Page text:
Authored by: Emily Cuthbert

Latin Name: Cinnamomum zeylanicum

Standardized Common Name: Cinnamon 

Sanskrit Name: Tvak– meaning “The skin”

Other Common Names: Ceylon, True cinnamon

Family: Lauraceae

Parts Used: Bark

Botanical Description:

Cinnamomum zeylanicum is an evergreen shrub/tree that grows shoots with a brown-orange outer-bark, and a bright clay-orange inner bark that dries down to a red/brown molasses color. These trees can grow upwards of 50 feet tall, but are usually kept at smaller and more manageable sizes for cultivation purposes. The leather-like leaves grow in an alternate, rosette pattern, and are ovate with pinnate venation that is visible to the eye. The fruit grows as a drupe, and the clusters of yellow/green flowers have an overall unpleasant smell. Native to Sri Lanaka, cinnamon is currently cultivated in South America, the West Indies and Myanmar.


  • Taste (Rasa): Pungent, Bitter, Sweet
  • Potency/Action (Virya): Hot
  • Post-digestion effect (Vipaka): Pungent
  • Doshas: VK- P+


  • Volatile oils
    • Limonene
    • Pinene
    • Cinnamic aldehyde
      • Counter irritant to mucus membranes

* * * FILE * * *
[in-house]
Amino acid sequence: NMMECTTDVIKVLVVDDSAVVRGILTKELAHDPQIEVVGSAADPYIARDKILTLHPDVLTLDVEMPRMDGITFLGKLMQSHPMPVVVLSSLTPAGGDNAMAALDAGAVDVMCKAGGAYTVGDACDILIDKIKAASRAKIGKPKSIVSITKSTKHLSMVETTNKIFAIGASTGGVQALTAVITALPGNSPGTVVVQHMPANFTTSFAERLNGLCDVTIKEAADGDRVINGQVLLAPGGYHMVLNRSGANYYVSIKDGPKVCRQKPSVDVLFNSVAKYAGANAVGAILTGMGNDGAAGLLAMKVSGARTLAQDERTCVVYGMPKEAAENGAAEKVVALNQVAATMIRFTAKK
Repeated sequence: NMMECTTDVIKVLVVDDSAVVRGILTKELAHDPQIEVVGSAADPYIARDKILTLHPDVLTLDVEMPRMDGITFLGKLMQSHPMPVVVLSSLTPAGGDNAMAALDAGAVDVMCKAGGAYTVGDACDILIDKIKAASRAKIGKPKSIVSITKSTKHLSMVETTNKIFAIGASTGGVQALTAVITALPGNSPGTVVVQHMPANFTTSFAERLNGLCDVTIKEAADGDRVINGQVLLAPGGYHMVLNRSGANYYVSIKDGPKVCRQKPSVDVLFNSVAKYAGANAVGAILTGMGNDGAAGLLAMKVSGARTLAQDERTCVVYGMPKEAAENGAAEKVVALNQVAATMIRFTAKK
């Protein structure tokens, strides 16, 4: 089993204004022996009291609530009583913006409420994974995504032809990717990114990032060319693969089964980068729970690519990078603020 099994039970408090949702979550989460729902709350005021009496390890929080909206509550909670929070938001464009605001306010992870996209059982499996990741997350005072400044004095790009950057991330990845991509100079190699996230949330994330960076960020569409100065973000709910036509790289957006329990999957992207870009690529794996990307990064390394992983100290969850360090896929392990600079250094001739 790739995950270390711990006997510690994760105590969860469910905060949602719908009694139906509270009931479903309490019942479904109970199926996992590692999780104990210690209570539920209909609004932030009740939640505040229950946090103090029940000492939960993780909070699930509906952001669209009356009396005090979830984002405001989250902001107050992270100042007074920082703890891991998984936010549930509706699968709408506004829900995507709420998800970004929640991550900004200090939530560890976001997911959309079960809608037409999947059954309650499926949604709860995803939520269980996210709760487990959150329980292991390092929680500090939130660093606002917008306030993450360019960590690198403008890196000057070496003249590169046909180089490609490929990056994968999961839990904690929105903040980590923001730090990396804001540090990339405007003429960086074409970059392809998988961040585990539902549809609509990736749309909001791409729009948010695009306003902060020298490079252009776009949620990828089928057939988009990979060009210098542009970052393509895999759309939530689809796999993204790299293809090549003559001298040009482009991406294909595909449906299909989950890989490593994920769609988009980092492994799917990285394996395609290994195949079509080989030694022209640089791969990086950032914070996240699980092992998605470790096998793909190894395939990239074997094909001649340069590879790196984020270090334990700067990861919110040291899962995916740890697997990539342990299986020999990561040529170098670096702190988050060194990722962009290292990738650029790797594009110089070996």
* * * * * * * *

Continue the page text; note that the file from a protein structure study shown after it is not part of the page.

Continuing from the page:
• Inhibits COX and LOX enzymes
      • Anti-inflammatory
    • Eugenol
    • Anti-septic
  • Coumarins
    • Dicoumarol
  • Tannins
  • Mucilage
  • Phenolic acids
  • Gum
  • Resins
  • Steroids
  • Terpenoids

Actions: Cinnamomum zeylanicum has a warming, stimulating, and astringent effect on the body. Many of the violate oils cause antibacterial effects as well as stimulate the digestive tract. The overall effect of Cinnamomum zeylanicum will generally work to improve circulation and blood flow within the body, as well as reduce inflammation by stimulating blood flow.

  • Antibacterial
  • Antifungal
  • Antispasmodic
  • Antiseptic
  • Antispasmodic
  • Astringent
  • Aromatic
  • Stomachic
  • Antimicrobial
  • Demulcent
  • Hemostatic
  • Hypoglycemic

Indications: Smooth muscle relaxant, Appetite stimulant, digestive, Type 2 diabetes hyperglycemia, diarrhea, colds and flus, dysmenorrhea

Safety/Contraindications: Can be moderately toxic to liver and kidneys. Coumarin may cause thinning of blood after long time use. Dicoumarol is a Vitamin K antagonist, which is a clotting inhibitor.

Lethal dose: 275 mg/kg

Preparations and Doses:

  • Tea: 1tsp/cup 3x daily
  • Powder: 1-3 grams 1 time per day)
  • Essential Oil: 5 drops


  • Chauhan DM. Cinnamon, Dalchini (Cinnamomum zeylanicum) – Properties, Benefits & Dosage. Planet Ayurveda. Published April 29, 2019. Accessed May 10, 2021.
  • Cinnamon. Cinnamon | Diseases and Pests, Description, Uses, Propagation. Accessed May 10, 2021.
  • Cinnamon. Encyclopædia Britannica. Accessed May 10, 2021.
  • Marciano M, Vizniak NA. Evidence Informed Botanical Medicine. Canada: Professional Health Systems Inc.; 2015.
  • Skenderi G. Herbal Vade Mecum: 800 Herbs, Spices, Essential Oils, Lipids, Etc., Constituents, Properties, Uses, and Caution. Rutherford, NJ: Herbacy Press; 2004.
  • Tilgner S. Herbal Medicine: from the Heart of the Earth. Creswell, OR: Wise Acres; 2020.